Small employers* now have added certainty in knowing their time frame for transmitting employee 401(k) contributions to the plan. Compliance with deadlines is important, because holding on to employee contributions too long constitutes a prohibited transaction that could result in penalties. The U.S. Department of Labor’s establishment of a safe harbor period eases up the rules and can help small employers avoid this dilemma.

The DOL has long required that amounts withheld from an employee’s paycheck — such as elective deferrals to a 401(k) plan — must be transmitted to the plan on the earliest reasonable date.

In the case of a pension plan (including 401(k) plans), the DOL had set an outside limit of the 15th business day of the month following the month in which such amounts would have been available to the employee.

In the case of welfare plans, the outside limit is 90 days from the withholding.

Despite setting these outside limits, if an audit should occur, the DOL will look for the earliest date by which the contributions could have been transmitted to the plan. If the agency determines that this date is earlier than the outside limit, it will be the earlier date that applies. In some cases this may be just a few business days.

For employers, the difficulty is in adhering to the earliest-reasonable-date rule. After that time, employee amounts are considered plan assets and holding onto them is a prohibited transaction.

Since January 14, 2010, small employers have been granted a little breathing room. As long as the employee contributions are deposited into the plan within seven business days of the date they are withheld from the employee’s paycheck, they will be deemed to be handled in a timely manner. This is true even if the amounts are deposited in an account of the plan, but not yet credited to specific participants. This is the seven-day safe harbor rule, and it can apply even if the funds could have been deposited earlier, therefore, employers can use this rule to avoid prohibited transaction violations of the general rule.

The safe harbor rule can be used for 401(k) elective contributions as well as for participant contributions to any plan, or for participant loan repayments.

Is the Safe Harbor Rule Optional?

The simple answer is yes. Even if small employers deposit the funds after seven business days, they may still rely on the general rule to avoid a prohibited transaction — assuming the money was transferred as soon as possible.

Also, the safe harbor is applied on a deposit-by-deposit basis. So, an employer can miss the seven-day window for a particular pay period and instead use the earliest-reasonable-date approach and may then use the seven-day safe harbor for subsequent payroll periods.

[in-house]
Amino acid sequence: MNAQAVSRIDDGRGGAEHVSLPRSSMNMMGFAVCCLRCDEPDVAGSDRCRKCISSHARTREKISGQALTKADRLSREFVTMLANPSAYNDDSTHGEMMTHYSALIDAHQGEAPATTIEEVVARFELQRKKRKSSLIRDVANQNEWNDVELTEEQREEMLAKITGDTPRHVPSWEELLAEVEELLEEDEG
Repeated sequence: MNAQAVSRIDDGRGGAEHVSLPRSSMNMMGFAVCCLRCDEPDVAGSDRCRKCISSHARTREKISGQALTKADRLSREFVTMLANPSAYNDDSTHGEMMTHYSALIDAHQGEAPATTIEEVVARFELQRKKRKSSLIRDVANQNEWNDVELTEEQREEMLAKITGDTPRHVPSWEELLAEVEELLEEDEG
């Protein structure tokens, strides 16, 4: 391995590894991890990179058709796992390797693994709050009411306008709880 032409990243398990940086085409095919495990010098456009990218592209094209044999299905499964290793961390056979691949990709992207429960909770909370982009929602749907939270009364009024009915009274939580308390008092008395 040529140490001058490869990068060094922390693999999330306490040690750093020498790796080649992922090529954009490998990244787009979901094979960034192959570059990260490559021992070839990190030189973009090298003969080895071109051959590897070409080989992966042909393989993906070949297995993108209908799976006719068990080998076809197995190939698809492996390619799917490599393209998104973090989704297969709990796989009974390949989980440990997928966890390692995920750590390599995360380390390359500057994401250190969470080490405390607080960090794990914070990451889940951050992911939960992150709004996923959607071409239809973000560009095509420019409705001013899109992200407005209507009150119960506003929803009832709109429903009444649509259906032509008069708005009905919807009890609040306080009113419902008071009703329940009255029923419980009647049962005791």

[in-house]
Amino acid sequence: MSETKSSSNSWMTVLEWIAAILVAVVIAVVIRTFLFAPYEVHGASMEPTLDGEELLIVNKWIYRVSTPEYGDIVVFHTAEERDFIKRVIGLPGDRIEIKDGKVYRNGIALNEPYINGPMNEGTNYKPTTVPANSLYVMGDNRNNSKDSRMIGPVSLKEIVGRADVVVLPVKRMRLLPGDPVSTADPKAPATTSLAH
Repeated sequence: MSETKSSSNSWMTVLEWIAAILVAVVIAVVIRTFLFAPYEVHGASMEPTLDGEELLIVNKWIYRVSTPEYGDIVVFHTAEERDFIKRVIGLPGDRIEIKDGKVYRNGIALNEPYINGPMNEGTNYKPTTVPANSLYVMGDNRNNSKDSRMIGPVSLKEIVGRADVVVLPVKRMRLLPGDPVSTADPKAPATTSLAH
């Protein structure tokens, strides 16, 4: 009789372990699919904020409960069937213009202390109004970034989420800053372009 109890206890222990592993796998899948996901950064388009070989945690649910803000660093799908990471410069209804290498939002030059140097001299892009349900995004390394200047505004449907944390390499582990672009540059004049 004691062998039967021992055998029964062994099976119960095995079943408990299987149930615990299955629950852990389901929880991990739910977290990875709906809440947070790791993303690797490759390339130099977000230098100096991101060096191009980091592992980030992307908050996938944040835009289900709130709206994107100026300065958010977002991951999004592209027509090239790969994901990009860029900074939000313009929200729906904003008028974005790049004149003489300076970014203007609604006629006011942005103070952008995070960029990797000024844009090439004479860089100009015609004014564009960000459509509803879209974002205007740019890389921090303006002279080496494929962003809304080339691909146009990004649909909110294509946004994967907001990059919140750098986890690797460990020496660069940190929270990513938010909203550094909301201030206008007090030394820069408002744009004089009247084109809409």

If a small employer misses the seven-day safe harbor date and also misses the earliest reasonable date, penalties are calculated from the earliest date contributions could have been deposited, not from the safe harbor date.

Why did the DOL issue the safe harbor rule?

They did it to address concerns from employers and advisers about the previous rules and the uncertainty they brought. Also, the DOL admitted that it was expensive and time consuming to pursue violations. We devote “significant enforcement resources to cases involving delinquent employee contributions, and the vast majority of applications under the Department’s Voluntary Fiduciary Correction Program involve delinquent employee contribution violations,” a DOL spokesperson said. With the safe harbor, small employers will be able to make timely deposits and rest assured they are within the law. We have several team members who have earned their Advanced Defined Contribution Plan certificates. Fill out the form below to learn more.

*For this purpose, small employers are defined as having fewer than 100 plan participants, determined at the beginning of the plan year.

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Our firm provides the information in this article for general guidance only, and does not constitute the provision of legal advice, tax advice, accounting services, investment advice or professional consulting of any kind. The information provided herein should not be used as a substitute for consultation with professional tax, accounting, legal or other competent advisors. Before making any decision or taking any action, you should consult a professional advisor who has been provided with all pertinent facts relevant to your particular situation. Tax articles in this blog are not intended to be used, and cannot be used by any taxpayer, for the purpose of avoiding accuracy-related penalties that may be imposed on the taxpayer. The information is provided “as is,” with no assurance or guarantee of completeness, accuracy or timeliness of the information, and without warranty of any kind, express or implied, including but not limited to warranties of performance, merchantability and fitness for a particular purpose.




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